To understand how plaintiff attorneys play the blame game in Personal Injury Protection (PIP) lawsuits, follow the money. Insurance companies do what they are supposed to do, and then they are sued for millions of dollars because they supposedly acted in bad faith.
“A pair of decisions out of the Fourth District Court of Appeal has revived the bad faith debate,” reports the Daily Business Review in an April 29 news article headlined, “Restoring the Good Faith in Florida’s ‘Bad Faith’ Insurance Litigation.”
The article describes a hypothetical case in which a policyholder is at fault in an auto accident. The insurance company tries to settle and the insured person is hit with big damages. What happens next? An attorney sues the insurance company, claiming it acted in bad faith. The insurance company loses the trial and pays millions of dollars more than the insurance policy required.
Asked about that scenario, UAIC chairman and CEO Richard Parrillo Sr. notes that his company recently paid out $12 million to cover a $5.2 million bad faith award and the associated legal costs.
“If I had more of these, we wouldn’t be sitting here,” he is quoted as saying in the article.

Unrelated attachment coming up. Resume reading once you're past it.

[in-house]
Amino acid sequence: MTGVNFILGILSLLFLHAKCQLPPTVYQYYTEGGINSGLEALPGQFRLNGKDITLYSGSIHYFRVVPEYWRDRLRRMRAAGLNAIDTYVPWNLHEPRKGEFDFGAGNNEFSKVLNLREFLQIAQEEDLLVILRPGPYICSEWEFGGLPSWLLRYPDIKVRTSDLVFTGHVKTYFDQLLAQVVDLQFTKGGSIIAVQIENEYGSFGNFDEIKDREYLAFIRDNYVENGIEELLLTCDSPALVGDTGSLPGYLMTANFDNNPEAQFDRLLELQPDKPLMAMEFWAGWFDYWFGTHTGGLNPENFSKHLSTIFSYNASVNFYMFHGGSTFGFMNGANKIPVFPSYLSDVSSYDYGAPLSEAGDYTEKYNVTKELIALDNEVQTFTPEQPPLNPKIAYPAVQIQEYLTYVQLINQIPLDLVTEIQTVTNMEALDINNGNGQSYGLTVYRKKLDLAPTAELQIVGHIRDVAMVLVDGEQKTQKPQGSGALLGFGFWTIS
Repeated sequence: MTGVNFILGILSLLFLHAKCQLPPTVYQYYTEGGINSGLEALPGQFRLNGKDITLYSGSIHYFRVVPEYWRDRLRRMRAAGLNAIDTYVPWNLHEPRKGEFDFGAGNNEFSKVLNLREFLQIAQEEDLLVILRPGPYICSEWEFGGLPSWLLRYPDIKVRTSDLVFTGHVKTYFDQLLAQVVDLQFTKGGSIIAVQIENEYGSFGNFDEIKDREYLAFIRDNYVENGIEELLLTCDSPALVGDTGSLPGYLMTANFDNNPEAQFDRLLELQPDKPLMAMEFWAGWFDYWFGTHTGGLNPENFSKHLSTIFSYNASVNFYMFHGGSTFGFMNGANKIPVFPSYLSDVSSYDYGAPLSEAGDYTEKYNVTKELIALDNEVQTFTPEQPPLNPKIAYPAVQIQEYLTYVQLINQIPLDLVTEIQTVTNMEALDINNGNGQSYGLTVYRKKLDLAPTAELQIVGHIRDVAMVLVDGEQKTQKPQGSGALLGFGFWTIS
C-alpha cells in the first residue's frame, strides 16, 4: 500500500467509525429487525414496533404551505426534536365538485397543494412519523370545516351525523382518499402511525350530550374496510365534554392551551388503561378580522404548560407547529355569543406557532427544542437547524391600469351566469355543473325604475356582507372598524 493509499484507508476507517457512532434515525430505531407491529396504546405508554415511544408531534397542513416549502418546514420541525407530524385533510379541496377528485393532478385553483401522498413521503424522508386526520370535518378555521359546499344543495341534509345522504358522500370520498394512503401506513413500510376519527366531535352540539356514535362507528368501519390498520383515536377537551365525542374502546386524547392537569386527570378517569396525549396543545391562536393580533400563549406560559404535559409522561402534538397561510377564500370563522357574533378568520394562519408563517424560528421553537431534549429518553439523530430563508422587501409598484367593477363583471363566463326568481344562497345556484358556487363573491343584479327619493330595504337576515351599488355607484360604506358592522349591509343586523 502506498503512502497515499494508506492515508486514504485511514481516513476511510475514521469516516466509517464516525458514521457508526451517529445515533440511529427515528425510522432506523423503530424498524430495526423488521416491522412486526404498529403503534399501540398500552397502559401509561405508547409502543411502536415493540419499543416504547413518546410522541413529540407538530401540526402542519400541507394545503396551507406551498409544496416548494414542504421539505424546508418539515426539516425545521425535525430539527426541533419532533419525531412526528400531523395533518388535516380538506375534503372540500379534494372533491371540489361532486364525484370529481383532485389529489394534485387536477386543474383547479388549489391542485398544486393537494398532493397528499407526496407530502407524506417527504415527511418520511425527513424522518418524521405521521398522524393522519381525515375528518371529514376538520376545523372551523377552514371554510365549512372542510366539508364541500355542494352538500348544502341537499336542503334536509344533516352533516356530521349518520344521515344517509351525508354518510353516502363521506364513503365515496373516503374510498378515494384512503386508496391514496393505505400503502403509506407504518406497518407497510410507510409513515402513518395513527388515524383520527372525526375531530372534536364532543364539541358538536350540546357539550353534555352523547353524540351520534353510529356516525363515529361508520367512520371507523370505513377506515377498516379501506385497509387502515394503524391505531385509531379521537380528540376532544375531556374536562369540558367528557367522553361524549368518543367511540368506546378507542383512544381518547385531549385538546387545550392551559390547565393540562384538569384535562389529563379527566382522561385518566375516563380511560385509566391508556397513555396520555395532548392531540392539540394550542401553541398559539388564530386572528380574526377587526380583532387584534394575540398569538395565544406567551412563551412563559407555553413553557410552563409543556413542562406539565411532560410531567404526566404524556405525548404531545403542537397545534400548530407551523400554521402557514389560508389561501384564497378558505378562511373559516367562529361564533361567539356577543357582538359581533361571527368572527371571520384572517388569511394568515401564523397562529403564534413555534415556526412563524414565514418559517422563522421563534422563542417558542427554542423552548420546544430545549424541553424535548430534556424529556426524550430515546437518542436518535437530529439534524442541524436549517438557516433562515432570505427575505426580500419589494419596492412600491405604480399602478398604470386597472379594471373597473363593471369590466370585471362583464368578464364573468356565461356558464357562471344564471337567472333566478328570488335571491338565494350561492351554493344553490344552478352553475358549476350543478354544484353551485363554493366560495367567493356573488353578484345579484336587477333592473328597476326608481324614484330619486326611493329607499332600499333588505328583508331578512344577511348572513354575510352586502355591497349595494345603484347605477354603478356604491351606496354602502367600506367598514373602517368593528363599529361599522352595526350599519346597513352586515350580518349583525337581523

Plaintiff attorneys see it another way, saying that insurance companies make it expensive to litigate. That doesn’t make sense, given that Florida is one of the most pro-plaintiff states in the nation, according to the article, Florida allows first-party and third-party claims under common law and by statute.
To make matters worse, insurers are required to use “the same degree of care and diligence as a person of ordinary care and prudence should exercise in the management of his own business,” according to a state supreme court ruling. A jury, not a judge, decides whether the insurer acted negligently.
Efforts to reform the bad-faith rules are stuck in the courts and the state legislature. Bills in the House and Senate failed to pass in the latest session. That is bad news for every driver in Florida because the costs eventually are passed on.